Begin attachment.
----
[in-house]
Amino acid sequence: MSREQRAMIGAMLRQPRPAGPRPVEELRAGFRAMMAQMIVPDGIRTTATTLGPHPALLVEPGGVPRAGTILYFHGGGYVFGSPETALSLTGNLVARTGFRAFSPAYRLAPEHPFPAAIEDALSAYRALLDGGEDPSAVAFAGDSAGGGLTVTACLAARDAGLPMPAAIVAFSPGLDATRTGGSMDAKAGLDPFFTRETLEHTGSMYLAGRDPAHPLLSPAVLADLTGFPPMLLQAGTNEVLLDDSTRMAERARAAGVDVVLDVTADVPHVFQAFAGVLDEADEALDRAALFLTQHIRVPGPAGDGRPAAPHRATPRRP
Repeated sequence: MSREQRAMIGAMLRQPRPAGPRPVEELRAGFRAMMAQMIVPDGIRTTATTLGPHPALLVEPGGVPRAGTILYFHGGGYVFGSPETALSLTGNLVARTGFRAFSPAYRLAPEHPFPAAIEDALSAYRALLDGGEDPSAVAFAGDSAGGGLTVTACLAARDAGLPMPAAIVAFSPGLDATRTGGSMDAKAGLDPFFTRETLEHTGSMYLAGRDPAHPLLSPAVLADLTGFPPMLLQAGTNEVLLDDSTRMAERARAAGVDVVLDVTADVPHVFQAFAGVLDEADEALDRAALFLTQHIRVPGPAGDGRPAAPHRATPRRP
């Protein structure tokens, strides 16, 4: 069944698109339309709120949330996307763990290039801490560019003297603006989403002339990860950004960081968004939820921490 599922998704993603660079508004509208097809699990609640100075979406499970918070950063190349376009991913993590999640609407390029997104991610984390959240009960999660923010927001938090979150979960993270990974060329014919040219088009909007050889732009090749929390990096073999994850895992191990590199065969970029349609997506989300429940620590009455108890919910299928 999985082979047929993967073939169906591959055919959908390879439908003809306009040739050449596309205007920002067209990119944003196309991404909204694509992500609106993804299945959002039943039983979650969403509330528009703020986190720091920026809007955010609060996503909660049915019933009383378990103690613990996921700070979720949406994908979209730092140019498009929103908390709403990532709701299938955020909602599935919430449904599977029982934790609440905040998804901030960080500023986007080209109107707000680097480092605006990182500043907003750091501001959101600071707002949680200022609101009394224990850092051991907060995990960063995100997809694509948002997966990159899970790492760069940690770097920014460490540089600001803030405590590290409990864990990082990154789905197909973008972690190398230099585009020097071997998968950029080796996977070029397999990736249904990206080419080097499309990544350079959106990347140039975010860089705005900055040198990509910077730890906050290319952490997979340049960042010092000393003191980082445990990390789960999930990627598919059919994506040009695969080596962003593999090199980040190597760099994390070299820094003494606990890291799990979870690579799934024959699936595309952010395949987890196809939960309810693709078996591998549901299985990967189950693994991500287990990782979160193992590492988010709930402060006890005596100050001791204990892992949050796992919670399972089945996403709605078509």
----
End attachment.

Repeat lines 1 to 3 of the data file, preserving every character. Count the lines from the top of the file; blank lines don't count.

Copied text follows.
[in-house]
Amino acid sequence: MSREQRAMIGAMLRQPRPAGPRPVEELRAGFRAMMAQMIVPDGIRTTATTLGPHPALLVEPGGVPRAGTILYFHGGGYVFGSPETALSLTGNLVARTGFRAFSPAYRLAPEHPFPAAIEDALSAYRALLDGGEDPSAVAFAGDSAGGGLTVTACLAARDAGLPMPAAIVAFSPGLDATRTGGSMDAKAGLDPFFTRETLEHTGSMYLAGRDPAHPLLSPAVLADLTGFPPMLLQAGTNEVLLDDSTRMAERARAAGVDVVLDVTADVPHVFQAFAGVLDEADEALDRAALFLTQHIRVPGPAGDGRPAAPHRATPRRP
Repeated sequence: MSREQRAMIGAMLRQPRPAGPRPVEELRAGFRAMMAQMIVPDGIRTTATTLGPHPALLVEPGGVPRAGTILYFHGGGYVFGSPETALSLTGNLVARTGFRAFSPAYRLAPEHPFPAAIEDALSAYRALLDGGEDPSAVAFAGDSAGGGLTVTACLAARDAGLPMPAAIVAFSPGLDATRTGGSMDAKAGLDPFFTRETLEHTGSMYLAGRDPAHPLLSPAVLADLTGFPPMLLQAGTNEVLLDDSTRMAERARAAGVDVVLDVTADVPHVFQAFAGVLDEADEALDRAALFLTQHIRVPGPAGDGRPAAPHRATPRRP